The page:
Proceedings of The Physiological Society

Physiology 2016 (Dublin, Ireland) (2016) Proc Physiol Soc 37, PCA096

Poster Communications

Physiology at the heart of modern biomedicine: Evidence through oral testimonies

T. Tansey1, A. Wilkinson1, A. Yabsley1, A. Zarros1

1. History, Queen Mary University of London, London, London, United Kingdom.


The History of Modern Biomedicine Research Group, funded by the Wellcome Trust, studies the history of recent biomedicine principally by employing oral history methodology. We generate resources such as individual interviews, Witness Seminars, and other publications and outputs, by collecting, transcribing, editing and undertaking research on oral testimonies from groups and individuals who have made significant contributions to the legacy of modern biomedicine. Physiology lies at the heart of our work, as biomedical developments depend on a thorough understanding of human physiology and knowledge of the molecular mechanisms and functions that define health and homeostasis throughout our lives. Oral testimonies provide invaluable accounts of the historical background of modern biomedical discoveries: the personal, social and scientific contexts in which physiological and pathological concepts develop; the development of experimental techniques; and the institutional, financial and political forces that shaped innovation, as well as the coincidental factors that have led to breakthroughs. To date, the Group's systematic work has generated more than 60 Witness Seminar volumes and a large number of individual interviews and publications, all of which are freely available to consult and download from the website: http://www.histmodbiomed.org/. Much of this output is related to the physiological understanding of genetics, immunity and brain function, with an emphasis on the historical background of understanding basic physiology and the creation of novel treatments for diseases such as rheumatoid arthritis, migraine, depression, or even seasonal affective disorder. Our outputs illustrate the speed of scientific progress after World War II, especially the advances, conceptual and technological, that have allowed for a better understanding of physiological and pathophysiological processes. This evidence is accompanied by testimonies that shed light on the ways the scientific community has reacted to challenges; the nature and the complexity with which scientific collegiality has been shaped throughout the years; the bureaucratic and legal pitfalls; as well as the role of research funding and industrial relations. The materials gathered through these oral history methodologies are unique resources that inform our understanding, contextualization, reconstruction and communication of important aspects of the recent history of physiology as a discipline, and their significance in the framework of modern biomedicine.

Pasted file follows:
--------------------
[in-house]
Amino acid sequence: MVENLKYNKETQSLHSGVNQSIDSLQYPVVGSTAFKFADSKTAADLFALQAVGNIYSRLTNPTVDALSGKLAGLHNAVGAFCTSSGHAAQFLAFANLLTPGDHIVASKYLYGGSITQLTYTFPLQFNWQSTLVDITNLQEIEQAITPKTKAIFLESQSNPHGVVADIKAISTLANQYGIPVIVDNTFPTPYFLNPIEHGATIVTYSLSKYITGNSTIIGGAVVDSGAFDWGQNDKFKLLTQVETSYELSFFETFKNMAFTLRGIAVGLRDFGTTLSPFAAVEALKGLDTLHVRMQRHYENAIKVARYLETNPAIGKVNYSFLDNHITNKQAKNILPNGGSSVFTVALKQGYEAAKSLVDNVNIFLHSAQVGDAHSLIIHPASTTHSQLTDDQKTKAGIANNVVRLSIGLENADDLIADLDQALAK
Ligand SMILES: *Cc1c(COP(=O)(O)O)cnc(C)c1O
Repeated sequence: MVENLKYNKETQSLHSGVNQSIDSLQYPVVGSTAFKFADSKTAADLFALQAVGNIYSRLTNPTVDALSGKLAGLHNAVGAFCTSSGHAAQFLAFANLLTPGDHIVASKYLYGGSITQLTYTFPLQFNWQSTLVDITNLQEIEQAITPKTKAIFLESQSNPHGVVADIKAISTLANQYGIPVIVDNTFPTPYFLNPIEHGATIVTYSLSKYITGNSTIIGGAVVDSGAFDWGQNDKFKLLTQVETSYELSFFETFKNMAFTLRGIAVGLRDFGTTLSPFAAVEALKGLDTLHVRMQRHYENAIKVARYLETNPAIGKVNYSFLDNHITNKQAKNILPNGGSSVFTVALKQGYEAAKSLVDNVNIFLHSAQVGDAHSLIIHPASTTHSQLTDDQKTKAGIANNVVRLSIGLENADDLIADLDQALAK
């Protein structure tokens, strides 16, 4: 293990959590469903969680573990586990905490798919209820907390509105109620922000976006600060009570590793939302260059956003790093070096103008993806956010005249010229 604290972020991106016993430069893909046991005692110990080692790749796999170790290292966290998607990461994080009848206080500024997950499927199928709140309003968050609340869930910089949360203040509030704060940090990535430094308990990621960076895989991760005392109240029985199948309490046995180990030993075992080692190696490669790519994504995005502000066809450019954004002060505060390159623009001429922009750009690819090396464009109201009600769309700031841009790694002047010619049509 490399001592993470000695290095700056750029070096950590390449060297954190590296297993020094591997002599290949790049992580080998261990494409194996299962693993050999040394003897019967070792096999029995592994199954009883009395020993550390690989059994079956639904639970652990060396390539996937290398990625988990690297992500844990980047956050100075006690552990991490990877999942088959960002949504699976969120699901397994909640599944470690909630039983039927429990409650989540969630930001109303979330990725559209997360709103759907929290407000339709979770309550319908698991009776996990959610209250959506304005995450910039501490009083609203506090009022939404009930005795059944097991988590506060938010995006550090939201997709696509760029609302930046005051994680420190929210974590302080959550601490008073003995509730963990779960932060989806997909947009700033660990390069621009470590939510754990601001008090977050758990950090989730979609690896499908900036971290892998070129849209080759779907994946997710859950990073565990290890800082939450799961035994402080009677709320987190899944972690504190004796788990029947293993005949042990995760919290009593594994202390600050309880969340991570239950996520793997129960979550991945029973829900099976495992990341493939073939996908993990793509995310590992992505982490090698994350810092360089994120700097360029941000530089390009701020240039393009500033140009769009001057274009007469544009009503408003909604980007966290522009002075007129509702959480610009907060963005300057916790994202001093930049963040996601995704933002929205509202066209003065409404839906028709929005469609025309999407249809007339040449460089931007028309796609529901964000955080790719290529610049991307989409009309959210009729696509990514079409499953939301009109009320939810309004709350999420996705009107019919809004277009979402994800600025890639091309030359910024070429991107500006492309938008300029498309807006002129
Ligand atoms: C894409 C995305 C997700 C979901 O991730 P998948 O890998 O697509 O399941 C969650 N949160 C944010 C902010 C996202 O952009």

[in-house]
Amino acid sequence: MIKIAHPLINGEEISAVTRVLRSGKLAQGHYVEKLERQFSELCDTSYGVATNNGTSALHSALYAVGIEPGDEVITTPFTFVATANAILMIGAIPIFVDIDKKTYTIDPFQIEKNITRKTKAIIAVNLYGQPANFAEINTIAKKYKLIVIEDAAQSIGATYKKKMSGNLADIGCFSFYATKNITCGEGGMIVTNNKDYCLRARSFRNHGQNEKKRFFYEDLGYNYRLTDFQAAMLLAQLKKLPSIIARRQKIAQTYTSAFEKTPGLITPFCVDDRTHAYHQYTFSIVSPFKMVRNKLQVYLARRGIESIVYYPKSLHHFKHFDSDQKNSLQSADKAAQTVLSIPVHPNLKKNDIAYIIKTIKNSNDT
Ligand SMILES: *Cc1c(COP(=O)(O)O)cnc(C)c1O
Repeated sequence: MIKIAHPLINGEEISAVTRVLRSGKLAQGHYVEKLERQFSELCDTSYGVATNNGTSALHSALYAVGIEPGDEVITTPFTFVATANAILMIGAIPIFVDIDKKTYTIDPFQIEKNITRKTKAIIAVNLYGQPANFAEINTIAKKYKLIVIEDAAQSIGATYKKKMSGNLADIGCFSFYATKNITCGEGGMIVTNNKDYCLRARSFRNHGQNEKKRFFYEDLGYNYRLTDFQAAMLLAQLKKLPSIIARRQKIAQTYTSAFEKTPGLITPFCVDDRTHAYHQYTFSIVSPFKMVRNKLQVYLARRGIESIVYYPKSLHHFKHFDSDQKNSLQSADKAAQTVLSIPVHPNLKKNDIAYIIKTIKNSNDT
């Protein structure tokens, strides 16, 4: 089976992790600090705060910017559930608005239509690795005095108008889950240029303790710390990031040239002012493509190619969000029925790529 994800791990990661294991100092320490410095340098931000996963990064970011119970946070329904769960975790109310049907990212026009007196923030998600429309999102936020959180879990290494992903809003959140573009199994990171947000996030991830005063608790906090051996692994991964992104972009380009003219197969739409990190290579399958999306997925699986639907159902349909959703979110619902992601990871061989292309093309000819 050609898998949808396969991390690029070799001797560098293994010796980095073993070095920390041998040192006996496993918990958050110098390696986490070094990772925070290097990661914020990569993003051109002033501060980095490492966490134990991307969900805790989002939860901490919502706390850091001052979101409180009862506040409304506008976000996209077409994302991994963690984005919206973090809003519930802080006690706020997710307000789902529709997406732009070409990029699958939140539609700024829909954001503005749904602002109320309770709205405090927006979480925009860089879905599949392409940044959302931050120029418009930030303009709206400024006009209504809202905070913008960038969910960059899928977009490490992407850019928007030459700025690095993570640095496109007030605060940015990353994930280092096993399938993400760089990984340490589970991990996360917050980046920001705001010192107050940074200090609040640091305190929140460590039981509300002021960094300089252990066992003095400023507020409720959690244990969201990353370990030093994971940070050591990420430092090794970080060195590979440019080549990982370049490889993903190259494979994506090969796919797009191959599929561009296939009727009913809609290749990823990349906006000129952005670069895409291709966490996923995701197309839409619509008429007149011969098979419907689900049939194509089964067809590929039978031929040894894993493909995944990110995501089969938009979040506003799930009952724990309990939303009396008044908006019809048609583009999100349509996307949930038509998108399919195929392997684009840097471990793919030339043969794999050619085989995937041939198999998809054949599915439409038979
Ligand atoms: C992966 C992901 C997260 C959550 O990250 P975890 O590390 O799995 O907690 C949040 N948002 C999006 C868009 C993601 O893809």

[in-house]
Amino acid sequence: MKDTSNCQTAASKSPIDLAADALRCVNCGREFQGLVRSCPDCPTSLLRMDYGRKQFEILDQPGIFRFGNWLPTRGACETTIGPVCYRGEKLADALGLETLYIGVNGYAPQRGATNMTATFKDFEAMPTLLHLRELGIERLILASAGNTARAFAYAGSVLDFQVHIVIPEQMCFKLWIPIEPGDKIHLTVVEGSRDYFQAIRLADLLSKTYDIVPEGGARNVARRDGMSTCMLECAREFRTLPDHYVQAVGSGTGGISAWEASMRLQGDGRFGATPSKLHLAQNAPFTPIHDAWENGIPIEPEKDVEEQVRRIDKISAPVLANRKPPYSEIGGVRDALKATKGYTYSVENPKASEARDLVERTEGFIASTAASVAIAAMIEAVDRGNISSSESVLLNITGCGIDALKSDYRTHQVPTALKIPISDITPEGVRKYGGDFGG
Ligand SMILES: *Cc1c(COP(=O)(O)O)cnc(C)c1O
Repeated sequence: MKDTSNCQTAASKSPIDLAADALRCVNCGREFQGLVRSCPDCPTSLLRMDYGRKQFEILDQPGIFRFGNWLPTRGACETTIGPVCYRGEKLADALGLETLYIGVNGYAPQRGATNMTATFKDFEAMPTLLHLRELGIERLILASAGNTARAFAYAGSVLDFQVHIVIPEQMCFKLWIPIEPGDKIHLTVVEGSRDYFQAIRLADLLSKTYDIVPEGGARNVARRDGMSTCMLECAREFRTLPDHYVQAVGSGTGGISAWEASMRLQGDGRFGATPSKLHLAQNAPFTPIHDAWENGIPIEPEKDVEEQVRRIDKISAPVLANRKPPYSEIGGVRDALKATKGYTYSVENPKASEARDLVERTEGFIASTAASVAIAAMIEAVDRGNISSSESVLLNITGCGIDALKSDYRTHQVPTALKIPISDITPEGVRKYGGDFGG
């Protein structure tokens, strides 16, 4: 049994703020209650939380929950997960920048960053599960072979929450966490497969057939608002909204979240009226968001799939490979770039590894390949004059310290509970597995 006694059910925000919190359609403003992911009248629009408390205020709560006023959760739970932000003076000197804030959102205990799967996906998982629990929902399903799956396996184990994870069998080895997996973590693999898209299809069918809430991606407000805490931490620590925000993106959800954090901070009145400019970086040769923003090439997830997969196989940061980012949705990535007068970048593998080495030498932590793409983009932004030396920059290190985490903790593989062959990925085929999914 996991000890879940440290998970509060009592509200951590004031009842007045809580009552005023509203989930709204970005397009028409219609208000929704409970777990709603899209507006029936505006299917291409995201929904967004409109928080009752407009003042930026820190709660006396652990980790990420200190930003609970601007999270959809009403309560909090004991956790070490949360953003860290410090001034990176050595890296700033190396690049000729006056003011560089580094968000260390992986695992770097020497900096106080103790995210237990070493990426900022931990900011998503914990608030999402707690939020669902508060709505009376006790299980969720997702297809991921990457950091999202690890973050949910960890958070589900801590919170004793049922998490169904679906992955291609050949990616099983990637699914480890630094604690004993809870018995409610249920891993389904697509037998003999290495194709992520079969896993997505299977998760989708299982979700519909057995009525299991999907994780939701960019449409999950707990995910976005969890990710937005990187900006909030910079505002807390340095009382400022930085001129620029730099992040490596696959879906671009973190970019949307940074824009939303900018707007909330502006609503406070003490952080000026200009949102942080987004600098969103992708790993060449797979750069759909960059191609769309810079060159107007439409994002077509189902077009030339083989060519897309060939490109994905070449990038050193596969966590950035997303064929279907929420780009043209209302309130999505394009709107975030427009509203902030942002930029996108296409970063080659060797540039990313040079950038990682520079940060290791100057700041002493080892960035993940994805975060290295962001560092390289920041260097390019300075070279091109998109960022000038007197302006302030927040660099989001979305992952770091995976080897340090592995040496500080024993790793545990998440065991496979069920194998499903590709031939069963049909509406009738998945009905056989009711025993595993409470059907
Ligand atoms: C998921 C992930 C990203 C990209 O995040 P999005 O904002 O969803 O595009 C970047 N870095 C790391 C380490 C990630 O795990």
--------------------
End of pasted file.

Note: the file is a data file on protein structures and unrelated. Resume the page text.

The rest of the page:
Where applicable, experiments conform with Society ethical requirements